My generation grew up
watching, being entertained by and laughing with so many of these fine people.
Never really knowing what they contributed to the war effort.
Like millions of Americans during WWI & WWII, there was a job that needed doing and they didn't question it,
just went and did it. Those that came home returned to their now new normal life and carried on
and very few ever saying what they did or saw.
They took it as their "responsibility" and their "duty" to the Country to protect and preserve our freedoms.
American way of life not just for themselves, but for all future generations to come.
As a member of that “Finest" generation, I'm forever humbly in their debt.
Here are only a few of these silent heroic Heroes that are slowly being forgotten
Do You Remember These Men?
Green Duff entered the United
States Army Air Corps during World
He was assigned to the United States Army Air Corps's radio service from 1941 to 1945.
McDaniel During World
War II, she
served as chairman of the Negro Division of the
providing entertainment for soldiers stationed at military bases.
The military was segregated, and black entertainers were not allowed to serve the white.
She made numerous personal appearances at military hospitals, and performed at United Service Organizations (USO) shows
and war bond rallies to raise funds to support the war on behalf of the Victory Committee.
Her father, Henry McDaniel (1845–1922), fought in the Civil War with the 122nd United States Colored Troops.
Henri "Jack" LaLanne serving during World
as a Pharmacist Mate First Class at the Sun Valley Naval Convalescent Hospital.
served in Germany, assigned to the 1st Battalion,
32nd Armor Regiment, 3rd Armored Division, Ray Barracks, Friedberg.
Served with the Division on active Army duty: 2 years, 3/24/58 - 3/5/60.
Michael Fuller (was an American screenwriter, novelist,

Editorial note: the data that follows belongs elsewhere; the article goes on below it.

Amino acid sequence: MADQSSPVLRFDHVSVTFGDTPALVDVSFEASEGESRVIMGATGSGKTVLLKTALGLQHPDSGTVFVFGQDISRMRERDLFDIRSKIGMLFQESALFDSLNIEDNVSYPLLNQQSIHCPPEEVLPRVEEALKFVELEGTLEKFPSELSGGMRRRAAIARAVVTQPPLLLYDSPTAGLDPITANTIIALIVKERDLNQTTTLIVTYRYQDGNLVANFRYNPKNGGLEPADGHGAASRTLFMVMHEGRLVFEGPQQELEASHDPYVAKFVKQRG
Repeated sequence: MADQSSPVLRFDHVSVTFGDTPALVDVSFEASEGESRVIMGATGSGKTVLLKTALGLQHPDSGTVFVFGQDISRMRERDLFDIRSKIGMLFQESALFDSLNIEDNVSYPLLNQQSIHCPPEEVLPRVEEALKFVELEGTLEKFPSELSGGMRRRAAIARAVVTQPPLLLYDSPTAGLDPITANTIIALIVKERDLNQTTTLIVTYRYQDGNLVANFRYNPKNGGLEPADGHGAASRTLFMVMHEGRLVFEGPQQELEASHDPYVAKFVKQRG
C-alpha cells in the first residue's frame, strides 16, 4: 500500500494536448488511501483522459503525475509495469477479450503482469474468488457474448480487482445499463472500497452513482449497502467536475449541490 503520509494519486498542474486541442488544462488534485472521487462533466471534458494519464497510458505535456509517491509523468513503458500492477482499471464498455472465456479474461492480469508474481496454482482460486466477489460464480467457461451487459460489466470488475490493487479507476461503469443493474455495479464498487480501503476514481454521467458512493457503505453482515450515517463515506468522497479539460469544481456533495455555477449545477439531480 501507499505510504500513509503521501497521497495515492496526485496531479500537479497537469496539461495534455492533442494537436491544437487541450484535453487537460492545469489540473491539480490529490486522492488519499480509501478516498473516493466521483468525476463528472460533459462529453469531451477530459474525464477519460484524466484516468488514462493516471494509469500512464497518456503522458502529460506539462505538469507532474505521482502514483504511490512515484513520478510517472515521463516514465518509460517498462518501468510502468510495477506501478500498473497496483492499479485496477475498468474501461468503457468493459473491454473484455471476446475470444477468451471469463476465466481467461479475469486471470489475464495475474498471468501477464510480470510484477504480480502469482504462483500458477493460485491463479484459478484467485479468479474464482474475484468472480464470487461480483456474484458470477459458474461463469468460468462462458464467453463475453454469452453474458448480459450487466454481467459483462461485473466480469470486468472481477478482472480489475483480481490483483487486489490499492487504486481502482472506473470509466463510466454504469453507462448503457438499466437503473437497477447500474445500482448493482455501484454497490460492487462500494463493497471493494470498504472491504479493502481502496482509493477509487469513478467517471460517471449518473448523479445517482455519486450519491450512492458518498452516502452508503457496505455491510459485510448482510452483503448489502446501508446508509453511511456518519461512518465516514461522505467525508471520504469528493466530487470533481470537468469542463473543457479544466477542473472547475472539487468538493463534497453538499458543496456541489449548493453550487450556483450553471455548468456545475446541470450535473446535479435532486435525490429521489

actor) and director known
often made outside the conventional studio system. During World War II, Fuller joined the United States Army.
He was assigned as an infantryman to the 16th Infantry Regiment, 1st Infantry Division, and saw heavy fighting.
He was involved in landings in Africa, Sicily, and Normandy and also saw action in Belgium and Czechoslovakia.
In 1945, he was present at the liberation of a German concentration camp and shot 16 mm footage,
Fuller was selected by the United States National Film Registry.
For his military service, Fuller was awarded the Bronze Star, the Silver Star, and the Purple Heart and reached the rank of Corporal.
Patrick Leonard Sajdak
joined the U.S. Army in 1968,
He served in uniform as a disc jockey during the Vietnam War for American Forces Vietnam Network.
Sajak hosted the same radio show that Adrian Cronauerhad, and for 14 months followed Cronauer's tradition of signing on with "Good Morning Vietnam!"
Keith Andes (born John Charles Andes) served three years in the United States Army Air Forces during World War II.
Tom Ewell enlisted
in the Naval Reserve in February (1942 1953). He entered the Navy as a seaman
and served four years,
and emerging as a lieutenant, senior grade. He served as a gunnery officer on board merchant ships as a
Navy Armed Guard from 1942 until January 1945.
He was discharged from active duty on 31 October 1945 and remained with the US Naval Reserve until 6 November 1953.
U.S. Navy Armed Guard was a service branch of the United States Navy that was responsible for defending U.S.
and Allied merchant ships from attack by enemy aircraft, submarines and surface ships during World War II.
And of course we have Audie Murphy, America’s
most-decorated soldier, who became a Hollywood star
as a result of his US Army service that included his being awarded the Medal of Honor.
Audie Leon Murphy
was one of the most decorated American combat
soldiers of World
receiving every military combat award for valor available from the U.S. Army,
as well as French and Belgian awards for heroism.
Murphy received the Medal of Honor for valor demonstrated at the age of 19 for single-handedly
holding off an entire company of German soldiers for an hour at the Colmar Pocket in France in January 1945,
then leading a successful counterattack while wounded and out of ammunition.
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